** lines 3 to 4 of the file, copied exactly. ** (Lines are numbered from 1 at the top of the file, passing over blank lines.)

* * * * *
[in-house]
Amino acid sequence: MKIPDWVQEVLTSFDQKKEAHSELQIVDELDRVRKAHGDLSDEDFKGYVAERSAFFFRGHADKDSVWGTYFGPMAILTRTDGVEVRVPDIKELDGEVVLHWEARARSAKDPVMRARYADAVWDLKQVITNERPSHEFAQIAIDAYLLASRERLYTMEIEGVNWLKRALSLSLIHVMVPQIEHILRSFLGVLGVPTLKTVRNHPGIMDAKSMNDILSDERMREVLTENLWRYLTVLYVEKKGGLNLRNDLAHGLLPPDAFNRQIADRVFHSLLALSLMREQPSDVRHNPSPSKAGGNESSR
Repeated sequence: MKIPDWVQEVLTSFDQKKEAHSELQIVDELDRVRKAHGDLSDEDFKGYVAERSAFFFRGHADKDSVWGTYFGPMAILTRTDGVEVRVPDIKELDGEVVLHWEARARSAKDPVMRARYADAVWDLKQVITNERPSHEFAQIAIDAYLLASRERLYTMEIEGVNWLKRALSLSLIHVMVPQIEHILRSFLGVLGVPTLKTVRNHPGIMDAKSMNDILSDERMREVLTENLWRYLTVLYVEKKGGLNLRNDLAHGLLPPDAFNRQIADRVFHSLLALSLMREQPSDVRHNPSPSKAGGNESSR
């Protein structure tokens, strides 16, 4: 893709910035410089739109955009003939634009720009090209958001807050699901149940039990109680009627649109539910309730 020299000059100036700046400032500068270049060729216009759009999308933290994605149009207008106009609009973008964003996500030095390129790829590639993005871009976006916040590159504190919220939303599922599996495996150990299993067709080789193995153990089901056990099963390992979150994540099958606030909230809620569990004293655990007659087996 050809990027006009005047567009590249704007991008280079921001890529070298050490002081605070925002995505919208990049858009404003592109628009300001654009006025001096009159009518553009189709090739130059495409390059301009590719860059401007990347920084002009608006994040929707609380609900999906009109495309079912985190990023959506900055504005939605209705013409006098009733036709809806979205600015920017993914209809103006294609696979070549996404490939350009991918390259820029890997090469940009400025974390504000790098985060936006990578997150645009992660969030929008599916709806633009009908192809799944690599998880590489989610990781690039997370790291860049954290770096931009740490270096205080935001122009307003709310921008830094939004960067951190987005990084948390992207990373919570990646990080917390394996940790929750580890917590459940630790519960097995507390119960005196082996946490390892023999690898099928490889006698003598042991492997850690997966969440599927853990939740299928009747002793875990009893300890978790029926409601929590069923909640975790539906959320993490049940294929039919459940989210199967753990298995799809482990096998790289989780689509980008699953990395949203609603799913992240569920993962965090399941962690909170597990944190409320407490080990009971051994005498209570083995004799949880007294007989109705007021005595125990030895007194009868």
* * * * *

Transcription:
Repeated sequence: MKIPDWVQEVLTSFDQKKEAHSELQIVDELDRVRKAHGDLSDEDFKGYVAERSAFFFRGHADKDSVWGTYFGPMAILTRTDGVEVRVPDIKELDGEVVLHWEARARSAKDPVMRARYADAVWDLKQVITNERPSHEFAQIAIDAYLLASRERLYTMEIEGVNWLKRALSLSLIHVMVPQIEHILRSFLGVLGVPTLKTVRNHPGIMDAKSMNDILSDERMREVLTENLWRYLTVLYVEKKGGLNLRNDLAHGLLPPDAFNRQIADRVFHSLLALSLMREQPSDVRHNPSPSKAGGNESSR
């Protein structure tokens, strides 16, 4: 893709910035410089739109955009003939634009720009090209958001807050699901149940039990109680009627649109539910309730 020299000059100036700046400032500068270049060729216009759009999308933290994605149009207008106009609009973008964003996500030095390129790829590639993005871009976006916040590159504190919220939303599922599996495996150990299993067709080789193995153990089901056990099963390992979150994540099958606030909230809620569990004293655990007659087996 050809990027006009005047567009590249704007991008280079921001890529070298050490002081605070925002995505919208990049858009404003592109628009300001654009006025001096009159009518553009189709090739130059495409390059301009590719860059401007990347920084002009608006994040929707609380609900999906009109495309079912985190990023959506900055504005939605209705013409006098009733036709809806979205600015920017993914209809103006294609696979070549996404490939350009991918390259820029890997090469940009400025974390504000790098985060936006990578997150645009992660969030929008599916709806633009009908192809799944690599998880590489989610990781690039997370790291860049954290770096931009740490270096205080935001122009307003709310921008830094939004960067951190987005990084948390992207990373919570990646990080917390394996940790929750580890917590459940630790519960097995507390119960005196082996946490390892023999690898099928490889006698003598042991492997850690997966969440599927853990939740299928009747002793875990009893300890978790029926409601929590069923909640975790539906959320993490049940294929039919459940989210199967753990298995799809482990096998790289989780689509980008699953990395949203609603799913992240569920993962965090399941962690909170597990944190409320407490080990009971051994005498209570083995004799949880007294007989109705007021005595125990030895007194009868």